Speeches & Floor Statements

Remarks Of Sen. Alexander - The Death Of Johnny Cash

Posted on September 15, 2003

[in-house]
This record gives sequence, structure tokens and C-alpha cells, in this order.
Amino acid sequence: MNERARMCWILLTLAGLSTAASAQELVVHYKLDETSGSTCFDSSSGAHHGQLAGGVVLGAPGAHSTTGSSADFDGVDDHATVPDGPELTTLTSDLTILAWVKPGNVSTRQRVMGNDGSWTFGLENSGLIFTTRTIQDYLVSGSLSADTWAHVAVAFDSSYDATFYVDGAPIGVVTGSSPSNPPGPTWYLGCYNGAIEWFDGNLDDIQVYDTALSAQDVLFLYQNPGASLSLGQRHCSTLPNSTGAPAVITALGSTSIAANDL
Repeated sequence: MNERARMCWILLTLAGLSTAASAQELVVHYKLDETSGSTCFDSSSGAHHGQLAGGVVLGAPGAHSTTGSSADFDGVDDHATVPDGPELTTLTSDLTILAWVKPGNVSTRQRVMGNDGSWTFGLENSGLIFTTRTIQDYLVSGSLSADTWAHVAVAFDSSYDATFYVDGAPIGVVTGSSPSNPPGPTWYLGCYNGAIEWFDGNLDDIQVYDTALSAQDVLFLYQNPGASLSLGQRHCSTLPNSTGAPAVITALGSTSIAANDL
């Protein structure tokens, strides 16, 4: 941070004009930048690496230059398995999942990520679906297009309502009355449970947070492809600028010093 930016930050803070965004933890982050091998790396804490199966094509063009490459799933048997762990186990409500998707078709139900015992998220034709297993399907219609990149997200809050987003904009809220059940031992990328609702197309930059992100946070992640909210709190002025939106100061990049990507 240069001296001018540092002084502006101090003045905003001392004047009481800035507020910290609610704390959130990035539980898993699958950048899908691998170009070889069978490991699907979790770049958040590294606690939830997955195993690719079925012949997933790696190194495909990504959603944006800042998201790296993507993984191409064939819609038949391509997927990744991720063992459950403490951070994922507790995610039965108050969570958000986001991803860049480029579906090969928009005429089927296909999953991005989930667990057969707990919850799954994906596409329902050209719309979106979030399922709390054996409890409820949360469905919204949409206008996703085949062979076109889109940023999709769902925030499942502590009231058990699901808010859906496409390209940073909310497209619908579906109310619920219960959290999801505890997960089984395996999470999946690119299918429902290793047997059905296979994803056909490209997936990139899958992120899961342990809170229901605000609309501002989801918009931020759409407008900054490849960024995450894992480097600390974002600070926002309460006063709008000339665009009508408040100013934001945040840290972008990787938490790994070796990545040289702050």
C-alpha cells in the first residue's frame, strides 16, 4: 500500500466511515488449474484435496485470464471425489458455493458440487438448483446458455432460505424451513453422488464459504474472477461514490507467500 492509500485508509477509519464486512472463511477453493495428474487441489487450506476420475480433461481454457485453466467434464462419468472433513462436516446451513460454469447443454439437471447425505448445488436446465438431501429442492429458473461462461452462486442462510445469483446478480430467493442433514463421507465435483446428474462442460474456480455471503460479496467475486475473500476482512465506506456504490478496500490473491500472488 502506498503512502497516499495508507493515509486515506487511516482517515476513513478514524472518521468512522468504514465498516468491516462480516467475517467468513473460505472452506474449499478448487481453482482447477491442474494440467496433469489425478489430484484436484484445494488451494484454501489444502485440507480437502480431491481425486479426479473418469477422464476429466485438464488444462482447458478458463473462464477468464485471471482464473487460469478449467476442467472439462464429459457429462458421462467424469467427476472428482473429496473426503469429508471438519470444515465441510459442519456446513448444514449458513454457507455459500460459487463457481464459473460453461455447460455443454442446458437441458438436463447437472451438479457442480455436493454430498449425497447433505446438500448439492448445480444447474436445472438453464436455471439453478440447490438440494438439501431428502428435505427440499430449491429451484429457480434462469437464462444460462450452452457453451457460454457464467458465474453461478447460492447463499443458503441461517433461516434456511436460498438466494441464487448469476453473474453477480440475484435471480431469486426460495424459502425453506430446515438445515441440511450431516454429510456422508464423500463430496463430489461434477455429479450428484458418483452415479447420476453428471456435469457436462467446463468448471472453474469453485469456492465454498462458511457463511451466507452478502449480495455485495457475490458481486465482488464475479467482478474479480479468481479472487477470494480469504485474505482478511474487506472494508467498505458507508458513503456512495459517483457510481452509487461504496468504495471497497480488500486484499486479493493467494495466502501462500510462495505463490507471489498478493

Johnny Cash died on Friday in Nashville. The man whose voice sounded like a big freight train coming is gone. The joint concurrent resolution that I introduce, I introduce today on behalf of my colleagues, the Majority Leader, Sen. Bill Frist from Tennessee and the senators from Arkansas, Sens. Blanche Lincoln and Mark Pryor and the distinguished senator from Kansas, Pat Roberts, who probably knows the words to "I walk the line," as do most of us all over the world. Johnny Cash lived just a little bit outside of Nashville, and I was in his home one time, and I asked him, "Johnny, how many nights do you perform on the road?" He looked at me with some surprise. He said, "Oh, about 300 a year." "Why do you do that?" I asked in amazement. He looked back at me, equally amazed. "That's what I do," he said. All weekend the radio stations have been playing the songs of the man who performed 300 times a year for all of us — the man in black. Stores all over Nashville and all over the world were stocking up on Johnny Cash memorabilia this weekend. So much has been said in the newspapers and on TV that one wonders what else we Senators might usefully say about Johnny Cash. What could I say better, for example, than what Steven Greenhouse wrote of Johnny on page one of the New York Times on Saturday: "Beginning in the mid-1950's, when he made his first records for the Sun label, Mr. Cash forged a lean, hard-bitten country-folk music that at its most powerful seemed to erase the lines between singing, storytelling and grueling life experience. Born in poverty in Arkansas at the height of the Depression, he was country music's foremost poet of the working poor. His stripped-down songs described the lives of coal miners and sharecroppers, convicts and cowboys, railroad workers and laborers." "Foremost poet of the working poor." Mr. Greenhouse was not the only one who wrote beautifully about the "foremost poet of the working poor." So did Louie Estrada and David Segal in the Washington Post. So did Craig Haverhurst and several other writers in the Tennessean in Nashville, as well as Jon Sparks in the Memphis Commercial Appeal. I have not doubt in cities all over this country there were writers who were writing the best they could write about the music and the sound of Johnny Cash. Why do we wait until Johnny Cash dies to write of his poetry? John R. Cash is not the only such poet who ever lived in Nashville, Tennessee. Bob Dylan, Johnny's friend, once said Hank Williams was America's greatest poet. At last count, there are several thousand songwriters living in Nashville struggling to write poetry, some of which will be known and remembered everywhere in the world one day. Alice Randall, a Nashville writer of songs and books, once observed that it is odd that there is so little serious literary criticism of the poetry of Johnny Cash and Hank Williams and other country music songwriters. The outpouring of articles that accompanied Johnny's death suggests that most of the serious criticism of the poetry found in country music is done by pop music critics in our major newspapers. But why is there not a department or a chair or at least a conference occasionally dedicated to criticism of the poetry or at least the literature of country music? Literary criticism is a fundamental part of departments of English in universities all across America. Some of the most famous of these were among the "Fugitives" who met during the 1920's at Vanderbilt University: Cleanth Brooks, Robert Penn Warren, Allen Tate, Donald Davidson, and Andrew Lytle were some of those literary critics who began their careers then. If Vanderbilt University is such a center of literary criticism, then why has Vanderbilt not done more about the literature that is country music? Or why does Belmont University in Nashville or the University of Tennessee or University of Memphis not do it? These Nashville—and Memphis - songwriters are certainly among the most famous poets in the world. Why do we wait for The New York Times and Bob Dylan to tell us that Johnny Cash and Hank Williams are also among the best poets when Vanderbilt University, among others, lives right there among them? There are hundreds of good English professors in dozens of northeastern universities writing thousands of pages of criticism about average poets, while our Tennessee universities are doing almost nothing to write about poets who others say are among the best in the world. We have had a habit in Tennessee of not being willing to look right in front of our own noses to celebrate what is special about us. We sometimes worry about producing only average Chopin, when right down the block lives the best harmonica player in the world. I am all for Chopin, and for Beethoven, and for Mozart, and for Bach. I have played their music on the piano with symphonies all across Tennessee. But I have also performed with those symphonies some of the most beautiful of the unique American music we call country music. The death of our friend Johnny Cash, "the poet of the working poor," is a good time for our Tennessee universities to consider whether they might want to celebrate our excellence by encouraging literary criticism of the literature of some of the best known poets in the world, our songwriters. Our universities might discover what others have suggested, that some of our songwriters are also among the best in the world.